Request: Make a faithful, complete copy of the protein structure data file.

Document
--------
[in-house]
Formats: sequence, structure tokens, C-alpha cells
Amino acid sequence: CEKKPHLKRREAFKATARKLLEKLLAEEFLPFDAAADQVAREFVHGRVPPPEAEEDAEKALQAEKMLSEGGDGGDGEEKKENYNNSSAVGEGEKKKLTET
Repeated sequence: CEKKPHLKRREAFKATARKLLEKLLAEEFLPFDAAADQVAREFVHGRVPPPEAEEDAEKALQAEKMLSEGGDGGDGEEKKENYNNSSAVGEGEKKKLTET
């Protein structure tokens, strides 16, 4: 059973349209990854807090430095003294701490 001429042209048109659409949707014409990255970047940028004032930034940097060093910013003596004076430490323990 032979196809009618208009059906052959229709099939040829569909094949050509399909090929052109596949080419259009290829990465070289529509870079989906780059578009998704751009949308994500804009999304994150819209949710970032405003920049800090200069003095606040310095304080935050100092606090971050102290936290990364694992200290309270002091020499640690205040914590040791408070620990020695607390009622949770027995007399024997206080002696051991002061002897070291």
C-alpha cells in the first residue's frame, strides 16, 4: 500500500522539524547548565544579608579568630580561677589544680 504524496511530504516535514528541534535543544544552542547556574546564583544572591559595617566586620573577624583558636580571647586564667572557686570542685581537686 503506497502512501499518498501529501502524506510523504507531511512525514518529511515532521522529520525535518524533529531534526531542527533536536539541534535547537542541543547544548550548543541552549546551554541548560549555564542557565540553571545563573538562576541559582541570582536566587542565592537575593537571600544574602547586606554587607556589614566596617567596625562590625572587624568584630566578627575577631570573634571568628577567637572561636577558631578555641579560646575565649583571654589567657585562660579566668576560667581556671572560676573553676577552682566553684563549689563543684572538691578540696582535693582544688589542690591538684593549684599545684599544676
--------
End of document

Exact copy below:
[in-house]
Formats: sequence, structure tokens, C-alpha cells
Amino acid sequence: CEKKPHLKRREAFKATARKLLEKLLAEEFLPFDAAADQVAREFVHGRVPPPEAEEDAEKALQAEKMLSEGGDGGDGEEKKENYNNSSAVGEGEKKKLTET
Repeated sequence: CEKKPHLKRREAFKATARKLLEKLLAEEFLPFDAAADQVAREFVHGRVPPPEAEEDAEKALQAEKMLSEGGDGGDGEEKKENYNNSSAVGEGEKKKLTET
């Protein structure tokens, strides 16, 4: 059973349209990854807090430095003294701490 001429042209048109659409949707014409990255970047940028004032930034940097060093910013003596004076430490323990 032979196809009618208009059906052959229709099939040829569909094949050509399909090929052109596949080419259009290829990465070289529509870079989906780059578009998704751009949308994500804009999304994150819209949710970032405003920049800090200069003095606040310095304080935050100092606090971050102290936290990364694992200290309270002091020499640690205040914590040791408070620990020695607390009622949770027995007399024997206080002696051991002061002897070291």
C-alpha cells in the first residue's frame, strides 16, 4: 500500500522539524547548565544579608579568630580561677589544680 504524496511530504516535514528541534535543544544552542547556574546564583544572591559595617566586620573577624583558636580571647586564667572557686570542685581537686 503506497502512501499518498501529501502524506510523504507531511512525514518529511515532521522529520525535518524533529531534526531542527533536536539541534535547537542541543547544548550548543541552549546551554541548560549555564542557565540553571545563573538562576541559582541570582536566587542565592537575593537571600544574602547586606554587607556589614566596617567596625562590625572587624568584630566578627575577631570573634571568628577567637572561636577558631578555641579560646575565649583571654589567657585562660579566668576560667581556671572560676573553676577552682566553684563549689563543684572538691578540696582535693582544688589542690591538684593549684599545684599544676